In that simple answer, I learned a lot about the man leading our institution. He went on to explain how scholarship worked and how any one paper might eventually lead to understandings that change the world, but we might not realize it upon first publication. The full answer was correct but the short affirmative initially stumped the questioner and landed a blow for the faculty at a time when local officials seemed determined to turn us all into job-trainers and contract workers.

I had the pleasure of recounting that story to Bill when the deans held a private lunch to recognize his retirement. There are many other stories, some of which probably can’t be told in public, but they amount to the same. He loved UT, was fond of athletics, and yes, he liked a drink with his colleagues, but above all, he loved and lived for the intellectual freedom and great scholarship that a research university provides. I used to tell him he was not really a lawyer, he was a philosopher, and I believe it. His view of the university and its mission, the necessity of delivering on the social contract our organizations uphold, educated me as a dean and influences my thinking still. Thank you Bill. You leave a permanent mark on higher education.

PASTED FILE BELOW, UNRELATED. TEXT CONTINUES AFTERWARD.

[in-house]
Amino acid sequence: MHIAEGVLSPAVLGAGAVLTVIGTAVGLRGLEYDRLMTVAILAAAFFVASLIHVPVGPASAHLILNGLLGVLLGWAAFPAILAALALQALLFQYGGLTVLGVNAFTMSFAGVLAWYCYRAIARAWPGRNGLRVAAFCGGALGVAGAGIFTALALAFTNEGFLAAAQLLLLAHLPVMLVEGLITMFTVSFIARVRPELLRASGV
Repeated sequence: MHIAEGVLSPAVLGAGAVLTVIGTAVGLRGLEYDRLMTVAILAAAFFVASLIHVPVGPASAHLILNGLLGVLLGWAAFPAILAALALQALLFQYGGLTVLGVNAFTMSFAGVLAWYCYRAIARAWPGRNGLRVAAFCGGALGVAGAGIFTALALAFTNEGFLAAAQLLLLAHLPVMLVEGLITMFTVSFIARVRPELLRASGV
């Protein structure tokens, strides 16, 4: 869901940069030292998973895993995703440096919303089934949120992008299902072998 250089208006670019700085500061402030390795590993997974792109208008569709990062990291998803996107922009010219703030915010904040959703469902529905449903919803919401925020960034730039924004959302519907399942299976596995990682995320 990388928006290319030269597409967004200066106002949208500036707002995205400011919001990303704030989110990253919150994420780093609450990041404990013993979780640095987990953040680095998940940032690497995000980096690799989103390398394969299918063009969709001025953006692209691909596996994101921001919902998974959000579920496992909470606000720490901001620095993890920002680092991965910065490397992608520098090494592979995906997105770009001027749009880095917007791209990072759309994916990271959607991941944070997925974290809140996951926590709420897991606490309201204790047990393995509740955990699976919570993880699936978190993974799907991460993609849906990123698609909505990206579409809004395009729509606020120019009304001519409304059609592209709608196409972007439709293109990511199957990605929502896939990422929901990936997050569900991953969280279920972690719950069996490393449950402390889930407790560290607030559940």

Gary Hoover on Reading and Information

Enjoyed the interview with Gary on Roger Dooley’s site this month as part of his regular Brainfluence podcast. Gary has close to 60,000 books in his personal library and has fascinating tales to tell of the information industry. And of course, though he talks about his time at the UT, where he was the scholar-in-residence at the School of Information for several years.

Bribes to fake poll results? Are people really that stupid?

Don’t answer that second one. News this week that someone at Liberty University (there’s two words that warrant deconstruction here) took bribes to fake the results of polls in order to suggest Trump was more popular than the data suggested. The Chronicle of Higher Ed has coverage, here’s a sample:

 

President Trump’s former top lawyer paid Liberty University’s chief information officer to manipulate online polls in an effort to raise Trump’s profile before his successful presidential campaign, The Wall Street Journal reported on Thursday. The news shows a deeper relationship than previously reported between the president and employees of the university, a private Christian institution located in Virginia and led by Jerry L. Falwell Jr., a prominent Trump ally.

The Liberty technology administrator, John Gauger, also created a Twitter account, @WomenForCohen, to promote the president’s lawyer, Michael Cohen, according to the Journal. “Strong, pit bull, sex symbol, no nonsense, business oriented, and ready to make a difference,” the account’s description read on Thursday.